The Proof is in the Pudding
Another benefit of using tongue twisters to develop pronunciation skills is that students practice vowel sounds as well as prefixes and suffixes. Listening to and speaking the words repetitively has been found by English language teachers to help students grasp difficult sounds.
For instance, this classic poem enables students to master the b sound as well as the -er ending.
Betty Botter's Better Batter
Betty Botter had some butter,
"But," she said, "this butter's bitter.
If I bake this bitter butter,
It would make my batter bitter.
But a bit of better butter,
That would make my batter better.
"So she bought a bit of butter —
Better than her bitter butter —
And she baked it in her batter;
And the batter was not bitter.
So 'twas better Betty Botter
Bought a bit of better butter.
This next poem gives practice in the -ght blend, the long i sound as well as ending -s sounds. In addition, students learn multiple meanings of the word light.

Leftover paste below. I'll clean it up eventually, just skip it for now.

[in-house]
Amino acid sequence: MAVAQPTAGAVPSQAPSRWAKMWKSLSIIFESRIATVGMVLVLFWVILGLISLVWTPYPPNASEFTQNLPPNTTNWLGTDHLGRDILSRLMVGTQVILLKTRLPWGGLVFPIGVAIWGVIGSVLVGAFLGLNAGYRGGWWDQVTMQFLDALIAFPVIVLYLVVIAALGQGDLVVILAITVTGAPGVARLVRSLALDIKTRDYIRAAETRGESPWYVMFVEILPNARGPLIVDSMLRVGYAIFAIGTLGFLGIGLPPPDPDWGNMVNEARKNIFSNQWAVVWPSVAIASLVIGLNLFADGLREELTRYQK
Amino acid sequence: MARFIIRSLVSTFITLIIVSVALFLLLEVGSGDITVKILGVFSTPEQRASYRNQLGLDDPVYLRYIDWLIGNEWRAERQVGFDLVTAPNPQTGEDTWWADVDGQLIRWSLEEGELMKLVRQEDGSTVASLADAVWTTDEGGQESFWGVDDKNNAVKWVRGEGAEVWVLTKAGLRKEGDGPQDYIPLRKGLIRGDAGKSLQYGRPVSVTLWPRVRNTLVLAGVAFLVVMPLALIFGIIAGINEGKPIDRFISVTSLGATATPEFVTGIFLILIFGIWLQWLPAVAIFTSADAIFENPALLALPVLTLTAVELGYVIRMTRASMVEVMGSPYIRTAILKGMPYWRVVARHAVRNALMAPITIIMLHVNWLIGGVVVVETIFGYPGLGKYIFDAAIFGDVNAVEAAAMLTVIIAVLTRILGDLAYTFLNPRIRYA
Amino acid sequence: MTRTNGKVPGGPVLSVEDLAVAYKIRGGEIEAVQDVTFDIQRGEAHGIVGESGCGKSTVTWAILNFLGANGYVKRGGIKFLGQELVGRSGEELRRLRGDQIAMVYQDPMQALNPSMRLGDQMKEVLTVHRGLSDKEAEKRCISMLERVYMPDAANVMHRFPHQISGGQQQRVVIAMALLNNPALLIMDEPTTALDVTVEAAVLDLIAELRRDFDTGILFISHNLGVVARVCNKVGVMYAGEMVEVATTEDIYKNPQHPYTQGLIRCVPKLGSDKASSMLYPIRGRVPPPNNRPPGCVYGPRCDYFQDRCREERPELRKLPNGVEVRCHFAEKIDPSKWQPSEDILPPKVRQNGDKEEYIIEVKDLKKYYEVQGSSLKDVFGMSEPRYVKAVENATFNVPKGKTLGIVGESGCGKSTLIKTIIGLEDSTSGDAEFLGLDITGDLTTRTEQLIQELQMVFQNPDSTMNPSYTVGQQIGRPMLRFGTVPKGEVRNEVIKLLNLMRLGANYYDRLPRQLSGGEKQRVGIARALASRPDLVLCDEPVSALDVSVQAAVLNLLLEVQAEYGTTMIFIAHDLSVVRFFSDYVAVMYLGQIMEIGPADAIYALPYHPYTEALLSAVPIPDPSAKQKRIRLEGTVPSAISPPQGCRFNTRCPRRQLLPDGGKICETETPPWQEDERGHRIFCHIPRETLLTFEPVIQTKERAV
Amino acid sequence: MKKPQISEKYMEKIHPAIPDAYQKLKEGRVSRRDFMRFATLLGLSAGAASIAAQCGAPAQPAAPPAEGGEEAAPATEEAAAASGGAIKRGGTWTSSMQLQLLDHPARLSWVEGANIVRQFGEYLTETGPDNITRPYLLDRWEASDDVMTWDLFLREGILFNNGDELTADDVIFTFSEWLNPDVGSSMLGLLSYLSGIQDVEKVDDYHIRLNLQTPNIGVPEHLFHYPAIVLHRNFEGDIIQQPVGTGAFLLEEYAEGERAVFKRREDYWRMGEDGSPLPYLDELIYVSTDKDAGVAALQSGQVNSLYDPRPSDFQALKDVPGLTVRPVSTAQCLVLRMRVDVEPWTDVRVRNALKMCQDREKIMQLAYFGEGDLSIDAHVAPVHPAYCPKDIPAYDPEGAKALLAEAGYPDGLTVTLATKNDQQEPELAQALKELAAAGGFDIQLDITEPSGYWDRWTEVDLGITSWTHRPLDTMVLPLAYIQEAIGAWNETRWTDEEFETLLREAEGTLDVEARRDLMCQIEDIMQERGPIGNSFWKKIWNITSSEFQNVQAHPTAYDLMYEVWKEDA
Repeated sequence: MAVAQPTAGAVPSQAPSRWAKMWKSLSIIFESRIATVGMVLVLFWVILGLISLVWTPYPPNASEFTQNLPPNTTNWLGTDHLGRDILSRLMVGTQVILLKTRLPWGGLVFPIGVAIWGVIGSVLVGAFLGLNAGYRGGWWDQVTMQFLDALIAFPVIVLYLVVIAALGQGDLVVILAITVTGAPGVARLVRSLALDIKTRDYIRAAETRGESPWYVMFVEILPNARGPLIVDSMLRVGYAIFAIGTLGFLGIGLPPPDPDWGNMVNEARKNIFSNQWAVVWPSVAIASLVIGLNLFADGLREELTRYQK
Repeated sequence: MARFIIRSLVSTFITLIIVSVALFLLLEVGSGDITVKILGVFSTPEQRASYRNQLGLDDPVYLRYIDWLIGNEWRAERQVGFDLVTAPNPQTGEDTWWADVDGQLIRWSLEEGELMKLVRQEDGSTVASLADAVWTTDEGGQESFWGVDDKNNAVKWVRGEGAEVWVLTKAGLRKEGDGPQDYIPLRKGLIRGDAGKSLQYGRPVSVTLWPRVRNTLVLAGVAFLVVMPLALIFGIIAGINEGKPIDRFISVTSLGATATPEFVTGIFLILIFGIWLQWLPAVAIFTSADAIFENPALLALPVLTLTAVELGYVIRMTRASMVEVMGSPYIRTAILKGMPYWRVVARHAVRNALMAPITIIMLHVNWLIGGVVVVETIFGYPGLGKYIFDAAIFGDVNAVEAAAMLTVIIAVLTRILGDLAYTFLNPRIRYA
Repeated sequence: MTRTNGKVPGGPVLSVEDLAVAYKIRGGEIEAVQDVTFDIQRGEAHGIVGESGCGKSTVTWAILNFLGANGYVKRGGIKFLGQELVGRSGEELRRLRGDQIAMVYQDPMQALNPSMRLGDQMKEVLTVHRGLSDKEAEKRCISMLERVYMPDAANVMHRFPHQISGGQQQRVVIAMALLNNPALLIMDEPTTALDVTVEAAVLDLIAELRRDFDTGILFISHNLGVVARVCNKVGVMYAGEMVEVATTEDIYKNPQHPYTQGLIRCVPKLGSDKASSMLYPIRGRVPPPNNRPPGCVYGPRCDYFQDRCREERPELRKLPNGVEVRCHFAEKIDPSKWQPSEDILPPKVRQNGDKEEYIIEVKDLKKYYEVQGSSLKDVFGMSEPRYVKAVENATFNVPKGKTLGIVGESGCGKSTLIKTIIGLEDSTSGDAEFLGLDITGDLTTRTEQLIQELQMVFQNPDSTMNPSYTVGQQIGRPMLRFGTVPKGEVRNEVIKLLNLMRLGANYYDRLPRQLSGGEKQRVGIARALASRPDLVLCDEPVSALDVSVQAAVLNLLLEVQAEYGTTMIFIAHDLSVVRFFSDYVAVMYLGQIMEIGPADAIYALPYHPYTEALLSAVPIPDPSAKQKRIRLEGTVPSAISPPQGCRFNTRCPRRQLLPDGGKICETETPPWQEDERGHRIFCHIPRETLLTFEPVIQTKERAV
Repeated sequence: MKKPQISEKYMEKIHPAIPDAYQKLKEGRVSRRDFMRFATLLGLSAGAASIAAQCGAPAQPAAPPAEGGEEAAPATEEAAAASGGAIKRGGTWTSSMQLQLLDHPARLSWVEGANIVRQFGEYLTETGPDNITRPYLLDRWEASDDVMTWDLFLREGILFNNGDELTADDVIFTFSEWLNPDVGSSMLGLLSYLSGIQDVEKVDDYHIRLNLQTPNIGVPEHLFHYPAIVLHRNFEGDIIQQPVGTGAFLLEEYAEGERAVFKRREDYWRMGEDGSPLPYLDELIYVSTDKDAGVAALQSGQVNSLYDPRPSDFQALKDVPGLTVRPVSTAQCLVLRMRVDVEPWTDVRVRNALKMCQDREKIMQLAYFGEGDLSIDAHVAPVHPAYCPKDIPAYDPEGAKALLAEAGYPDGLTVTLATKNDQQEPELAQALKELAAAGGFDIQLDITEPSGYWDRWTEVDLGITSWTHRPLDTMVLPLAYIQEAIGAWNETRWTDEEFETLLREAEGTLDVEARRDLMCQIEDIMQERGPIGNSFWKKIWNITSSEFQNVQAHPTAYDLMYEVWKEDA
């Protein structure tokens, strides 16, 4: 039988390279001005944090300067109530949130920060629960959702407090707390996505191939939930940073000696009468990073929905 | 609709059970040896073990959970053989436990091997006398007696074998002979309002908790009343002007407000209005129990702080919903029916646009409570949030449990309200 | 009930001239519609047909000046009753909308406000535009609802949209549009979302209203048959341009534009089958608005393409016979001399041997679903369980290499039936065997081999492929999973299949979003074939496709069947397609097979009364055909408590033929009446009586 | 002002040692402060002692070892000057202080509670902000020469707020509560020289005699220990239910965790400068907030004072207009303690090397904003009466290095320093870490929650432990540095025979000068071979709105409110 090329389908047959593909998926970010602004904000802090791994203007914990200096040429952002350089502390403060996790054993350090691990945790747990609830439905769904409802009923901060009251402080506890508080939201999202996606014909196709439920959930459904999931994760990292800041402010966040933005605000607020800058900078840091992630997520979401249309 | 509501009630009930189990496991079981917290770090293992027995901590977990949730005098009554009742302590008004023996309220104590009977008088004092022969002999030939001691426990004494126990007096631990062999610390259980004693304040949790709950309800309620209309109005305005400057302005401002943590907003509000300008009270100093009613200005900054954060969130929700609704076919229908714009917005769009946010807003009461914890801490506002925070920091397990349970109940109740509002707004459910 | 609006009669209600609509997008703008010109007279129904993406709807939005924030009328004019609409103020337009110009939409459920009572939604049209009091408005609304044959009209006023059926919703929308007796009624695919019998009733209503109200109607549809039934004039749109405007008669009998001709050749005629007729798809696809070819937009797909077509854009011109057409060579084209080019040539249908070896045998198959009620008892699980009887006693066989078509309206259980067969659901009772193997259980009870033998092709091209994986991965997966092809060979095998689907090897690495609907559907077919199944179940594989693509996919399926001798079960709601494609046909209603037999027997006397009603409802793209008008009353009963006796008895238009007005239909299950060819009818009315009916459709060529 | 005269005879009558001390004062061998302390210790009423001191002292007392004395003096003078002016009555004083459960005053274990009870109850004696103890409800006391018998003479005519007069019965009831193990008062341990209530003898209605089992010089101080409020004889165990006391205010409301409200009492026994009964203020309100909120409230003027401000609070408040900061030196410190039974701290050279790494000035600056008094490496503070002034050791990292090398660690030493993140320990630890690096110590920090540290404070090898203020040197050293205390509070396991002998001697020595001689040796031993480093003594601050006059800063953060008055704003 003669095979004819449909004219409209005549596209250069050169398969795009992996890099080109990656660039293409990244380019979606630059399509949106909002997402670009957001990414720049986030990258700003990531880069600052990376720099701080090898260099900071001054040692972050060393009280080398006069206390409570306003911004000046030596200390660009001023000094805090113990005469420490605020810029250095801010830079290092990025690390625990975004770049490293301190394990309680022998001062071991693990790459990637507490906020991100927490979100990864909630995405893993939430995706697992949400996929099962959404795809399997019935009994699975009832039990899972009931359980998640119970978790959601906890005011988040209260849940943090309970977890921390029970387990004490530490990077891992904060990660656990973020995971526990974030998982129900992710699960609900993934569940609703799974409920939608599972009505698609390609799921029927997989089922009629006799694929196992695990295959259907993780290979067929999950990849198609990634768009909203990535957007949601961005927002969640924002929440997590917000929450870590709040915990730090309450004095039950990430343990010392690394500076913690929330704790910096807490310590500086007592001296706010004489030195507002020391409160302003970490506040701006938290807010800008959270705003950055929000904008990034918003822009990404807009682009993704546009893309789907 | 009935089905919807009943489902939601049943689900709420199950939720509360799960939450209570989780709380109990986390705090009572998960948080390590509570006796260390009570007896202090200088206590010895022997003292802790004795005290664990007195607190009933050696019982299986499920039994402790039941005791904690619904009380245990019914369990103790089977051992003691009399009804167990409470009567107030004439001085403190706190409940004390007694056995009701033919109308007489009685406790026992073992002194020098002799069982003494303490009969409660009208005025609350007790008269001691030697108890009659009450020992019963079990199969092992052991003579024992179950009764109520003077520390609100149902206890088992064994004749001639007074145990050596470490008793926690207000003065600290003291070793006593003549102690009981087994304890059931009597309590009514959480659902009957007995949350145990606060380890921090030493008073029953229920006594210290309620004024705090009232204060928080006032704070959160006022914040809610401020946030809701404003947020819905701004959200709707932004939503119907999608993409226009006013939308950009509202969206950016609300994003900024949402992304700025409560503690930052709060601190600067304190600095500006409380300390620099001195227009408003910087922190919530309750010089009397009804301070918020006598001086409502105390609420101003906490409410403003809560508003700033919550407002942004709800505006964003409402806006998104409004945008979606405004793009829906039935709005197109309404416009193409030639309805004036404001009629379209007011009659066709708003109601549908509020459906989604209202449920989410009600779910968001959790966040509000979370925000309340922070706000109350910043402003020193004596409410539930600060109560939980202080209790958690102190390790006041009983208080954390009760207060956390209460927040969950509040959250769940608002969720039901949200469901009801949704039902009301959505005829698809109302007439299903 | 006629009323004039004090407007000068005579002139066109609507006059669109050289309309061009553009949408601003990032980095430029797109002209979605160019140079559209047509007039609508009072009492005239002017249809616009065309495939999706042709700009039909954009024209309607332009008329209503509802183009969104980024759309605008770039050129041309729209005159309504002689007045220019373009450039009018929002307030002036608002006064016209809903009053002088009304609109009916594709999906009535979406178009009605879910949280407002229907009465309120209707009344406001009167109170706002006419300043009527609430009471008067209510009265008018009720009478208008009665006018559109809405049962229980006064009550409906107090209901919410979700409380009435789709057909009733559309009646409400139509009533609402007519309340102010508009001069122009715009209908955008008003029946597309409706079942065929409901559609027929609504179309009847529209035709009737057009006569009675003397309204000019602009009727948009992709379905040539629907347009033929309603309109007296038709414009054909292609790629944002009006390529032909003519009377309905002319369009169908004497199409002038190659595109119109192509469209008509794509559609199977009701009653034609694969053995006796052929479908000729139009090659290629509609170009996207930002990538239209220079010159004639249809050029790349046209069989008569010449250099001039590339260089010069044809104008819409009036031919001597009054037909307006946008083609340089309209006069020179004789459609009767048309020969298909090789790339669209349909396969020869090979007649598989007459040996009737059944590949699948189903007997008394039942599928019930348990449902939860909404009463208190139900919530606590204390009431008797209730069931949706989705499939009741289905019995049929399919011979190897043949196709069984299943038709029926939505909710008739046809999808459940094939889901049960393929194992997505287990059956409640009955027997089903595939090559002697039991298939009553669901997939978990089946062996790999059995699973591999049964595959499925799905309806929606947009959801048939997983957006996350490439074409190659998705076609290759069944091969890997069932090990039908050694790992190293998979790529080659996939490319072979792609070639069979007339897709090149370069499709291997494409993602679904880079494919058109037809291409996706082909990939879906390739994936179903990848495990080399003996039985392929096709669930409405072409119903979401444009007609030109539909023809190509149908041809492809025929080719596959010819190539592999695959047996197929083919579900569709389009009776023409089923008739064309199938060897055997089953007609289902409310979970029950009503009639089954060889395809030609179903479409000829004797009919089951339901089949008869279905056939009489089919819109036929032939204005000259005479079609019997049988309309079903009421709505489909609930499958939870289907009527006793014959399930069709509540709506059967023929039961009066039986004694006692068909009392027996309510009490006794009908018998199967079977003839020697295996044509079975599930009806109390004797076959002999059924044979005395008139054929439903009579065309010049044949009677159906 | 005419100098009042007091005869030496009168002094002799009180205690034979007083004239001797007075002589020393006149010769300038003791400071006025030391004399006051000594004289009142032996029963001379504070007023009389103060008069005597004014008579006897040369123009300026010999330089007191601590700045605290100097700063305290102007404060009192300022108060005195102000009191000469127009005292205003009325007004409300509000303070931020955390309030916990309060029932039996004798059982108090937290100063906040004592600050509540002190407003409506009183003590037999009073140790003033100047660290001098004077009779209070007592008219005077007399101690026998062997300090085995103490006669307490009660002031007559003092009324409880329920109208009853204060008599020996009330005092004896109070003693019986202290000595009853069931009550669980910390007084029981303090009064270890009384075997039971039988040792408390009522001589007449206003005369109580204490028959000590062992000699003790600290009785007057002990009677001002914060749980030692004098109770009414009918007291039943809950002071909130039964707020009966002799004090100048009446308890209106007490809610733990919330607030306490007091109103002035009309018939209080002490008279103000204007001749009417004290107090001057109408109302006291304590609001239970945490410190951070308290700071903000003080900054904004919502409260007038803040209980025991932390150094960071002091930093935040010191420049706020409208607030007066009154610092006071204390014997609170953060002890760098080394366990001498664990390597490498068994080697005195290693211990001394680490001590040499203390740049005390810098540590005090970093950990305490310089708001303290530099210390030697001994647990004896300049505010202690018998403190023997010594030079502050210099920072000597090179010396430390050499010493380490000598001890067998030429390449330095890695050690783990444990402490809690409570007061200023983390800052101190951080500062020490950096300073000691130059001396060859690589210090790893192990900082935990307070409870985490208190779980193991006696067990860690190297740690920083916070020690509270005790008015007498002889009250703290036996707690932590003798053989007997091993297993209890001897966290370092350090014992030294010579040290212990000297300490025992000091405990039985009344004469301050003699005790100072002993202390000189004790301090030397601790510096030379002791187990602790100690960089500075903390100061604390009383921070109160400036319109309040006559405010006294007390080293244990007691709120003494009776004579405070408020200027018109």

Light a Night-Light
You've no need to light a night-light
On a light night like tonight,
For a night-light's light's a slight light,
And tonight's a night that's light.
When a night's light, like tonight's light,
It is really not quite right
To light night-lights with their slight lights
On a light night like tonight.
This ditty gives practice in that pesky f sound. Students also are exposed to words that sound the same, yet are spelled differently with different meanings as in fisher and fissure.
There was a fisherman named Fisher
who fished for some fish in a fissure.
Till a fish with a grin,
pulled the fisherman in.
Now they're fishing the fissure for Fisher.